By JESS MANCINI
The Parkersburg News and Sentinel
PARKERSBURG, W.Va. — A federal jury deliberating punitive damages Thursday awarded $10.5 million to Kenneth Vigneron Sr., 56, of Vincent, a plaintiff in a C8 lawsuit against DuPont.
The award, the largest to date, follows the $2 million in compensatory damages the same jury in December awarded to Vigneron Sr., who also was awarded attorneys fees yet to be determined. The case and others from the C8 class against the chemical maker are being heard in U.S. District Court in Columbus.
“The jury sent DuPont a strong message with its punitive damage verdict,”said Harry Deitzler, an attorney representing Vigneron. Deitzler also represented the plaintiffs in the original C8 class action suit against DuPont, which resulted in the creation of a science panel that studied the health data of more than 70,000 residents in the Mid-Ohio Valley.
C8, also known as PFOA or perfluorooctanoic acid, was once used to make Teflon at the DuPont Washington Works, now owned by Chemours, the company created in a spinoff from DuPont. The science panel found a probable link between C8 and kidney cancer, testicular cancer, ulcerative colitis, thyroid disease, pregnancy induced hypertension, including preeclampsia, and hypercholesterolemia in humans.
Vigneron said he acquired testicular cancer because of exposure from C8 in the Belpre and Little Hocking water supplies. Vigneron’s case was considered a bellwether trial in the 3,500 lawsuits in the C8 class. A bellwether case includes issues shared among cases in the class and could indicate what might happen in other trials.
Two other bellwether cases have also resulted in verdicts against the company.
Carla Marie Bartlett, the first plaintiff whose case went to trial, was awarded $1.6 million – $1.1 million for negligence and $500,000 for emotional distress. David Freeman received $5.1 million in compensatory damages and $500,000 in punitive.
DuPont settled two other bellwhether cases, and a suit filed by Larry Moody is scheduled for trial this month.
Dan Turner, a spokesman for DuPont, said the company was disappointed.
“We are disappointed in the verdict, which we will appeal,” he said. “We believe the verdict was the result of trial rulings that misrepresented the findings of an independent science panel and misled jurors about the risks of C8 exposure.”
Most of the cases do not allege cancer, Chemours spokeswoman Cynthia Salitsky said.
“We expect DuPont to appeal the verdict, subject to post-trial motions, to address important, unresolved issues that affect the broader, ongoing multi-district litigation (MDL),” she said. “Of the 3,500 claims in the MDL, the majority allege high cholesterol and thyroid disease, not cancer diagnoses. Each of these claims will be evaluated on an individual basis due to the unique facts present in every case. Litigation of this kind typically takes place over many years, and interim results do not predict the ultimate outcome.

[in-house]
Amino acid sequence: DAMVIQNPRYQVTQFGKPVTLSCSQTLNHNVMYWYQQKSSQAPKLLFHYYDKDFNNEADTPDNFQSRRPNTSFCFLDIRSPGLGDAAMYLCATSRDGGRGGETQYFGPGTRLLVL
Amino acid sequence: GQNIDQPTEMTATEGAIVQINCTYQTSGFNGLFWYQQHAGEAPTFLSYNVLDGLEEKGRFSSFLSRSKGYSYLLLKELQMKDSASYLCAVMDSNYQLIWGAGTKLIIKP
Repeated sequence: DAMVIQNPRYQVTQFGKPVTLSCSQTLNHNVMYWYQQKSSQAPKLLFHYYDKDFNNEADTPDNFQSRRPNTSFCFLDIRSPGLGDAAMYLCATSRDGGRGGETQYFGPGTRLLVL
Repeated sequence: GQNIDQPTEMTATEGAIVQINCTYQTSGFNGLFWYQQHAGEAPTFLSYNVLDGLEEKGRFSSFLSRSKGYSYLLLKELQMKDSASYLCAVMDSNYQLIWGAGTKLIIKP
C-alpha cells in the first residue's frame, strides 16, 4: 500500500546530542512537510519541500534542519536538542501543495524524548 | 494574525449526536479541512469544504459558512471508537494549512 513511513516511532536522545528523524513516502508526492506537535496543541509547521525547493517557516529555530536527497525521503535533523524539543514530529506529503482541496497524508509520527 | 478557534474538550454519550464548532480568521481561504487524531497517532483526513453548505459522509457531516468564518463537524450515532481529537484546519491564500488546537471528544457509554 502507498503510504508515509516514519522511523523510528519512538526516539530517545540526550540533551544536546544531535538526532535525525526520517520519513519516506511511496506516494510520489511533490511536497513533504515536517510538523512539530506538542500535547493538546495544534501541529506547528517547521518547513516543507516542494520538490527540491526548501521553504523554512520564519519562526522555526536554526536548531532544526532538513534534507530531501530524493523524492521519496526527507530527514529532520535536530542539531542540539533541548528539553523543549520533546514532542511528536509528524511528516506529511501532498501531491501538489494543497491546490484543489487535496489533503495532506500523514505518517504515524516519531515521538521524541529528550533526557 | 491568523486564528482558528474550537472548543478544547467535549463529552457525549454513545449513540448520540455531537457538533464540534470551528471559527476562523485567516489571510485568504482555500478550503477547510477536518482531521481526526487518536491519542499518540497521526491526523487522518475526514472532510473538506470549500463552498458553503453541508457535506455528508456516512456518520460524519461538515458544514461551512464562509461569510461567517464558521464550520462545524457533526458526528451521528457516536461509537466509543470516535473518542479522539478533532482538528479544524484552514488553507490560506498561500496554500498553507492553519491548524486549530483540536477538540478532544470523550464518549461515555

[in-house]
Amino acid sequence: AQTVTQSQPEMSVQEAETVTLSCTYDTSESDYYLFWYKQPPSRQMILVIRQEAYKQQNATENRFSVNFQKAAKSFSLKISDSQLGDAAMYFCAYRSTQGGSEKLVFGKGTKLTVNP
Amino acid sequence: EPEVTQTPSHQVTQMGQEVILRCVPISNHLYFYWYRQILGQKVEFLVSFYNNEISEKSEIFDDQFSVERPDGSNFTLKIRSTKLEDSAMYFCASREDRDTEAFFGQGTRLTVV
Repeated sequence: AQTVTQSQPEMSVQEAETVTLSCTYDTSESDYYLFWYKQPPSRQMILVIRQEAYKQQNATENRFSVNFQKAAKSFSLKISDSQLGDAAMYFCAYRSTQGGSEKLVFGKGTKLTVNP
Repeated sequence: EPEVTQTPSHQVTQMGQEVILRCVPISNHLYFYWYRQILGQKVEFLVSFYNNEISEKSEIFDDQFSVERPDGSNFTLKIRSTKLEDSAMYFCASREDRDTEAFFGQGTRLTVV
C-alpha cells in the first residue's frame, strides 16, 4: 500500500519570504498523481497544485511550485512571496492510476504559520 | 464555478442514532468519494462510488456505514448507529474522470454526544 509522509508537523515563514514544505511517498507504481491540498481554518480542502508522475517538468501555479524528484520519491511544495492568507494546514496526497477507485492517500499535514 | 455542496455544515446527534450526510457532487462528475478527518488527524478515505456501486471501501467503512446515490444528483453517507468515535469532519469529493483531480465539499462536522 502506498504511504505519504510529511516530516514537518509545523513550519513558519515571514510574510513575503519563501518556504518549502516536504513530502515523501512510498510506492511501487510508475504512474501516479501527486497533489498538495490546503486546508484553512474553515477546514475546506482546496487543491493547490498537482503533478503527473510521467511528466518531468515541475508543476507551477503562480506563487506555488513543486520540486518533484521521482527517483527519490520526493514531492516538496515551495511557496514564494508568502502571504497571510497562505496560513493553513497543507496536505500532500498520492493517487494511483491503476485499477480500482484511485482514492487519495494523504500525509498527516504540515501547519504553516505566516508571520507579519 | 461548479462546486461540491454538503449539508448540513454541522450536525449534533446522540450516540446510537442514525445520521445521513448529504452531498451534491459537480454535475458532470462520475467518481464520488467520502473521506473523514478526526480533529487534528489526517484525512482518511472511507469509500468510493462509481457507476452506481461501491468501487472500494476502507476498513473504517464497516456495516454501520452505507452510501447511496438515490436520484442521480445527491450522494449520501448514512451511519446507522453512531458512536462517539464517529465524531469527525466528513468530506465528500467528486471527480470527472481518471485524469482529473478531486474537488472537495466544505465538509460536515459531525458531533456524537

“As previously disclosed, DuPont is the named defendant in each of the cases and is liable for any judgment,” Salitsky said. “In the event DuPont claims it is entitled to indemnification from Chemours as to some or all of the judgment, Chemours retains its defenses to such claims.”
DuPont has attempted to disavow all responsibility and has done everything it can to make life miserable for innocent victims seeking compensation, according to Vigneron attorney Gary J. Douglas. The company must do more than clean up a mess it created, or the same thing will happen again, not only with DuPont, but with all corporations, he said.
“Teach them a lesson of decency, please,” Douglas told the jury, according to a statement from Deitzler.
Among the evidence at trial, presided over by Judge Edmund A. Sargus, were documents from DuPont from more than 30 years ago indicating the company had knowledge of the effects of C8 in the body.
“DuPont’s decades-long, dangerous history with Teflon is finally starting to stick,” said Harold Bock, an adviser for Keep Your Promises DuPont, an organization created to ensure DuPont remains liable for any damages caused from C8 contamination.
“With Kenneth’s punitive damages award, two separate juries have now ruled that DuPont acted with malice and conscious disregard for Mid-Ohio Valley residents in dumping C-8 into our drinking water. We now know that not only was the company aware of the dangers of C-8, but that they also knew the chemical was contaminating local drinking water at harmful levels,” Bock said. “Despite this knowledge, and the availability of cheap, alternative disposal methods, DuPont continued to poison surrounding communities, deny any harm, and cover up the evidence.”
The award drives up the potential for settlements in the billions of dollars, said Mark Fleischman, president of the Action Network, which is affiliated with Keep Your Promises DuPont. Another 40 cases have been scheduled for trial this year, he said
“I’m talking with a ‘B,’” Fleischman said.
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